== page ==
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Howard hosts donor search

Rowling, Jen | Thursday, April 22, 2004

Howard Hall’s fourth annual Bone Marrow Drive will take place today on the first floor of LaFortune from 8 a.m. to 10 p.m. All members of the Notre Dame community are encouraged to participate and register their bone marrow on the national registry, organizers said.

Howard Hall’s fourth annual Bone Marrow Drive will take place today on the first floor of LaFortune from 8 a.m. to 10 p.m. All members of the Notre Dame community are encouraged to participate and register their bone marrow on the national registry, organizers said.

Four years ago, Zham Hall began the bone marrow drive for Conner Murphy, a Notre Dame student in need of a bone marrow transplant. Howard Hall continued the drive in hopes of finding a donor for the father of recent Notre Dame graduate Anne Gurucharri.

This year’s Bone Marrow Drive remains in honor of Gurucaharri’s father. Although Gurucharri’s father has since passed away, the bone marrow transplant he received extended his life and allowed him to see Anne graduate from Notre Dame last spring.

Diseases such as Leukemia, Hotchkins and A. Plastic Anemia are examples of life-threatening illnesses that often require a bone marrow transplant. Today Life Source, a bone marrow drive group from Chicago, will take contact information and a basic blood sample from participants. Then, each individual’s bone marrow type will be placed into the national registry. The entire process should take approximately 30 minutes, organizers said.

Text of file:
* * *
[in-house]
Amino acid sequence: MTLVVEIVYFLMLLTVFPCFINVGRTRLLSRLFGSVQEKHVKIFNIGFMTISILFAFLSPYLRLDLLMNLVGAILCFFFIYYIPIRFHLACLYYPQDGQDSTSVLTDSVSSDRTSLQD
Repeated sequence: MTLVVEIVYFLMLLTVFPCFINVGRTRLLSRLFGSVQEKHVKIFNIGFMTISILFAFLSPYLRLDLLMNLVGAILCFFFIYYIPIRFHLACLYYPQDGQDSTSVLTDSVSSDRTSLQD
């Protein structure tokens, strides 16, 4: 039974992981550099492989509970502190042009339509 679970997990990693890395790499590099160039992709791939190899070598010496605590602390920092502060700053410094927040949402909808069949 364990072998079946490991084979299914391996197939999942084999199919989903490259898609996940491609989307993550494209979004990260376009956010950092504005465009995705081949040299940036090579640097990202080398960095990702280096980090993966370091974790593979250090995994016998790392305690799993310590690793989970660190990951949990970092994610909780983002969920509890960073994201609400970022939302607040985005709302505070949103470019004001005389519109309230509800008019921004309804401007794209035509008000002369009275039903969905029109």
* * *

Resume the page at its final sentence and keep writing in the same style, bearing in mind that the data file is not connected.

The bone marrow blood test checks for four out of six basic antigens. If these antigens match with the patient in need, further testing occurs. In order for a transplant to be administered all six antigens must match.

Over the past two years, 700-800 participants have had initial matches. When further screening was completed, two exact matches occurred. One of these matches resulted in a bone marrow transplant, while the second is in the final stages. This year Howard said that they’re hoping to have between 500 and 700 people register their bone marrow.

“The main thing is we are not just going for numbers, we want committed donors,” said Camilla Pollock, commissioner for the drive.

Individuals are more likely to find compatibility with those who share the same ethnicity or race.

“We are in need of minority donors, a person has a better chance within their race and own ethnicity,” Pollock said.

She also addressed the misconception that many individuals do not survive a bone marrow transplant.

“Many do go on to live healthy lives, do not be disillusioned,” she said.

Dana Daniels is a prime example of a bone marrow transplant survivor. In June 1993 Daniels was diagnosed with Non-Hotchkins Lym-phoma and battled the disease for three years undergoing countless radiation sessions and chemotherapy treatments. He drifted in and out of remission. On Sept. 18, 1996, Daniels had a successful bone marrow transplant.

Daniels had 222 perfect matches for his bone marrow transplant. The second highest number of matches Indiana University had ever witnessed. He had a 50/50 chance of surviving the transplant, followed by a 50/50 chance of surviving the first year.

Daniels battle is one of success.

“I am considered cured, it has been eight years now,” he said.